I have to give credit to writers Robert Venditti and Van Jensen in directly connecting this Speed Force tear to the events during Manapul and Buccellato’s run (specifically when Dr. Elias’s monorail crashed).  It feels like a natural continuation instead of something that just happened.  In the past, I have noticed when a new creative team comes on to a comic, they will junk everything the previous team did to establish their own stamp.  Here, it feels like a continuing story, and I really like that they did that.

Before Future Flash can kill Barry (why he doesn’t sacrifice himself is never explained – arrogance on his part, perhaps?), Future Wally appears and battles Future Flash.  They duke it out, but in an ironic move, Future Flash accidently kills Future Wally (who was shielding Barry).  Wally takes Barry’s energy, dies, and heals the wound in a big explosion.  This leaves Wally dead, Barry stuck in the past, and Future Flash still standing.

Sort of a rushed ending and, again, I wish Future Wally would be sticking around.  Not only is he a lot of fun to read, but artist Brett Booth killed it with Wally’s costume.  I really like that silver and red motif.  Hopefully, that design will make some sort of return down the line.

Overall, not bad.  It was the likely conclusion and it delivered on its promise of a showdown.  I do wish there was a bit more substance to the issue.  Again, it was another boss fight.  There was more at play this time around than in issue 34, but I just feel like I want a bit more out of it.  That said, I am looking forward to the Future Flash in the present day.  Will he try to completely take over Barry’s life (even though he is 20 years older)?  I guess we’ll find out next month.

Next: The Flash – - All-New, All-Murderous!

Kick-Ass 3 – Unsuspectingly Deep?

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The Kick-Ass franchise and I go back a ways.  I first became aware of it in 2009 when I met author Mark Millar at a Wizard World comic convention.  He was peddling his book in addition to the movie adaptation then in production.  I was in awe of the little I learned, so I eagerly awaited for the collected edition of Kick-Ass to come out.  I loved it then, and it still holds up now.

Then Kick-Ass 2 was released in 2012 and it was an incredible let down.  I liked the general idea of it, but the execution was way too over-the-top and violence too extreme to be legitimately entertaining.  In a surprising move, the movie version pretty much fixed everything that was wrong with the comic and is actually a better product in my mind.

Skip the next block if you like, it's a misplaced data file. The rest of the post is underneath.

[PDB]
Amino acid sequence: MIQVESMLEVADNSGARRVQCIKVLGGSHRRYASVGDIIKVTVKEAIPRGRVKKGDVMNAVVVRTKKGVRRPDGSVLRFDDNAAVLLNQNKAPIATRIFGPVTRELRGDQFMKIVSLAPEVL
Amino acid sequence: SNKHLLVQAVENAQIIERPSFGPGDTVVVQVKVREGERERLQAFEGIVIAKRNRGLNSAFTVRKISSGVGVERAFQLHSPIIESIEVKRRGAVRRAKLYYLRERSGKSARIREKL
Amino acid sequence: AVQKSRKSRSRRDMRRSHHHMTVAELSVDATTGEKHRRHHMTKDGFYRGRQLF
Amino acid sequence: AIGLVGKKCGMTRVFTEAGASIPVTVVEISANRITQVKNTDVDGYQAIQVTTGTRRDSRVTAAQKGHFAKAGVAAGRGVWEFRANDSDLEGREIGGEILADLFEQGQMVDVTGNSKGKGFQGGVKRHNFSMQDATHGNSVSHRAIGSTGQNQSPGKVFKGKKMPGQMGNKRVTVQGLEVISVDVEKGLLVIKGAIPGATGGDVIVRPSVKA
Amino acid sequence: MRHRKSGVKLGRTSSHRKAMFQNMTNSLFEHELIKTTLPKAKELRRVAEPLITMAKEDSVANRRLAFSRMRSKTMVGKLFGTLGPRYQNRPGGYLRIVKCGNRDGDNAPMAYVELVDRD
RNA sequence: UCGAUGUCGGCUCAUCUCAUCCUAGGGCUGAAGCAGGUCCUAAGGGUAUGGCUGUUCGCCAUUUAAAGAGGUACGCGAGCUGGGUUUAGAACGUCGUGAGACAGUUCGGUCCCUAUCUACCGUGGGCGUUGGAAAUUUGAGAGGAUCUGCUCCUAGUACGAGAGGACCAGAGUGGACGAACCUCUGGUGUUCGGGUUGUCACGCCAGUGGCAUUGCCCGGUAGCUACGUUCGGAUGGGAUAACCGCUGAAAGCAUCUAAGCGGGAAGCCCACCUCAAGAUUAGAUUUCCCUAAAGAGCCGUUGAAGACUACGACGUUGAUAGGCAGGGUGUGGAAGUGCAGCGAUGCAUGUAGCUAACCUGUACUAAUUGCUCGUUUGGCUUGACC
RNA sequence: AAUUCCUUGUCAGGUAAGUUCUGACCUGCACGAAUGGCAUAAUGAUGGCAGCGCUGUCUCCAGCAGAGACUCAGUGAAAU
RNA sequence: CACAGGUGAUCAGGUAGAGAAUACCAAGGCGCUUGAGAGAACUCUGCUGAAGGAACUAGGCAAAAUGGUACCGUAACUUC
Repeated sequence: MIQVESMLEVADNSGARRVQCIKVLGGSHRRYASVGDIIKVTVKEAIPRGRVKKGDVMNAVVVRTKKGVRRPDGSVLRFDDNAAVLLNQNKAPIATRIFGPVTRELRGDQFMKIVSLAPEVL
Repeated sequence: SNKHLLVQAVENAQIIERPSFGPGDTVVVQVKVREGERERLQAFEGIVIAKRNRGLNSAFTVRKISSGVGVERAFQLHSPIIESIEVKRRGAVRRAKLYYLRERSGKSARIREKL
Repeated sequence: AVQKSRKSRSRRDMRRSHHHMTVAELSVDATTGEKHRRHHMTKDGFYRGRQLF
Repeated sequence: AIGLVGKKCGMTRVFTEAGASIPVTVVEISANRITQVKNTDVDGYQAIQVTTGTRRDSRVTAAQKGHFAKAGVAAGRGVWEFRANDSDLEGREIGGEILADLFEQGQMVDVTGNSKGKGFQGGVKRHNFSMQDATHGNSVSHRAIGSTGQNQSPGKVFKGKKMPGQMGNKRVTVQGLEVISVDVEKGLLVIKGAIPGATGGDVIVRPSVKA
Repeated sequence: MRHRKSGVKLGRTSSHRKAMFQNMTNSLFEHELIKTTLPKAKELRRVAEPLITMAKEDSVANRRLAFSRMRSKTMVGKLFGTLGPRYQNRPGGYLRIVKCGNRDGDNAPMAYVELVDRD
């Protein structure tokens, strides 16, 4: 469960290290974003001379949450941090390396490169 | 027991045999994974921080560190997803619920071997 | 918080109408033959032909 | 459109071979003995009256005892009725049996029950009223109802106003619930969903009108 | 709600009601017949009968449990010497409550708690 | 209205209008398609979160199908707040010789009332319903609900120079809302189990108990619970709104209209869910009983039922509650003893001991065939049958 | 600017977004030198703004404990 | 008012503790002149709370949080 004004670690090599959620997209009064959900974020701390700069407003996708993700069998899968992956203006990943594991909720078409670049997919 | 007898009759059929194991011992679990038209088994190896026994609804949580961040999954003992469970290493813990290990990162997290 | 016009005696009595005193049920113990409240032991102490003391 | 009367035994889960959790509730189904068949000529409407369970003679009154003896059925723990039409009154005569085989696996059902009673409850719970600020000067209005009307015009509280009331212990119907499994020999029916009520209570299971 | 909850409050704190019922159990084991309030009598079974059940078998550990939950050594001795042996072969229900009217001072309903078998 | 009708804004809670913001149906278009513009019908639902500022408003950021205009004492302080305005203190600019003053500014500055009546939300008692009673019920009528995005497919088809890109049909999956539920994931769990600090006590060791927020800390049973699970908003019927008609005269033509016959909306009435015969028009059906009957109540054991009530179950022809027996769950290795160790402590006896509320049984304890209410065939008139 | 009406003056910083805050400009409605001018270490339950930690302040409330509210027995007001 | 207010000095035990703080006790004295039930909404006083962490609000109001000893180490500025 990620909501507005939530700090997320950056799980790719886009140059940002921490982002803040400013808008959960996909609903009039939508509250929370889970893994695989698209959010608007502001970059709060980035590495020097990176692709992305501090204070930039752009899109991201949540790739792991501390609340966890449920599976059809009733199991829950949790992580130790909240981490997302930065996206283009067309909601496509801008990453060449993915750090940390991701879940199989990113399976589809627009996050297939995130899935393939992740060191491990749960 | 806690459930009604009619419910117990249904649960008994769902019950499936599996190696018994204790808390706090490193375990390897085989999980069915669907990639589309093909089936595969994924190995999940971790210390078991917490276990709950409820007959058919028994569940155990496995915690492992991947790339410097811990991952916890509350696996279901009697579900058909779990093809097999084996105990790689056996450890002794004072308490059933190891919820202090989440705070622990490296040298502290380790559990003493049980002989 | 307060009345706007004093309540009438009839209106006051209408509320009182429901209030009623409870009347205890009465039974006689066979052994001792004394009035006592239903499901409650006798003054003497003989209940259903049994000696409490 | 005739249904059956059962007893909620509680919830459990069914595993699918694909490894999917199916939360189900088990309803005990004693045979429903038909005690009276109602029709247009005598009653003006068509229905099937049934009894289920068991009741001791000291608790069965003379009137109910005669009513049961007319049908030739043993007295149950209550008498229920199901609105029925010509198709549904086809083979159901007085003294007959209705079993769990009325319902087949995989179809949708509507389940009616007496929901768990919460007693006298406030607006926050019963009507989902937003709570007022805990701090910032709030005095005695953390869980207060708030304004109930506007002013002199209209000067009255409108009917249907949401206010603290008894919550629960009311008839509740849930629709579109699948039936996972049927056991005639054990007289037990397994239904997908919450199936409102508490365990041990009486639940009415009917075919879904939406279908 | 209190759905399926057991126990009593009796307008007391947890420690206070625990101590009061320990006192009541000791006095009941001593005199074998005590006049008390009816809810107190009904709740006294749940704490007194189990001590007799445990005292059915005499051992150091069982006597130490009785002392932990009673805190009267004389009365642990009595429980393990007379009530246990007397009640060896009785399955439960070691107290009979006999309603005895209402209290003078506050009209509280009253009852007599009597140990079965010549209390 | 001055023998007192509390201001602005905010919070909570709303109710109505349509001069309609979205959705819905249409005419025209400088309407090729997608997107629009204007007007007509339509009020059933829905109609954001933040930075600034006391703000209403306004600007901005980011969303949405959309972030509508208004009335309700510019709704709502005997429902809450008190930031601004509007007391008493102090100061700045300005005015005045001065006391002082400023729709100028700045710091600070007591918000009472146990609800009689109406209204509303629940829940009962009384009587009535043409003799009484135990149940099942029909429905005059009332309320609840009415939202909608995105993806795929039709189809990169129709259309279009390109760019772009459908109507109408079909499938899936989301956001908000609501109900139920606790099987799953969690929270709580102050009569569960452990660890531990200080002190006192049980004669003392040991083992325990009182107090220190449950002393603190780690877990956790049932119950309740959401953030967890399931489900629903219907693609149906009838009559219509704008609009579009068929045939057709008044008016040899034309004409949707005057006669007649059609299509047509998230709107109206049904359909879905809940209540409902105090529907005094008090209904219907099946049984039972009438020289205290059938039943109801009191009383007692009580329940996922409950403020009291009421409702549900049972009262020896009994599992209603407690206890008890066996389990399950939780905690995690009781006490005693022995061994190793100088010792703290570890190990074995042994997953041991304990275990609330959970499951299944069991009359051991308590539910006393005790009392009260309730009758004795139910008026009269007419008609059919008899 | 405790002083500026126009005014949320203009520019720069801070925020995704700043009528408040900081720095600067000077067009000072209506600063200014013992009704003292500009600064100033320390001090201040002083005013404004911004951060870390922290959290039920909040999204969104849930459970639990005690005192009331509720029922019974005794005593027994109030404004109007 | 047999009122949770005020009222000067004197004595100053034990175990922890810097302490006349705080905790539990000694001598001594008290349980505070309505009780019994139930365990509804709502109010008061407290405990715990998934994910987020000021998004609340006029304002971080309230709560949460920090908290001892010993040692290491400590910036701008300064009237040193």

Finally, in 2013, Hit-Girl, an interquel, came out and regained what was so good about Kick-Ass in the first place.  For me, it redeemed the series.  As such, I was pumped and ready for this final chapter in which Millar promised some definite conclusions.

And that’s what happens.  Mostly.  Kick-Ass 3 picks up some time after the second installment.  Dave is out of high school and, despite his best efforts, is beginning to question his role as a superhero.  Mindy is locked-up in prison and sort of screwing with the minds of the guards and psychologists there.  Meanwhile, the final Genovese mob boss brother comes to New York to re-establish his family’s control over the criminal enterprises Dave and Mindy disrupted over the past three series.

There is a lot of good here and a lot of middling efforts as well.  Kick-Ass 2 is definitely better than its predecessor, but it falls short of the original series.  I think one of the problems is that the first half of the book is boring.  Nothing really happens.  You get some interesting character work (which I’ll discuss below), but there is a real lack of momentum.  Things just sort of happen with little impact, and characters (like Red Mist) pop up briefly before disappearing for issues on end.

I have no problems with a slow burn, but it really felt like Millar was spinning his wheels for a good while.  About midway through, the plot really starts to kick in, but during the second half of the book, things just speed along at an almost too brisk of a pace.

What also didn’t work for me is that Mindy/Hit-Girl was just too much to handle.  I know that I need to take her character with some suspension of disbelief, but what she is capable of doing throughout the story is completely illogical and eye-rollingly stupid.  The book just tried too hard to make her look cool when it didn’t need to.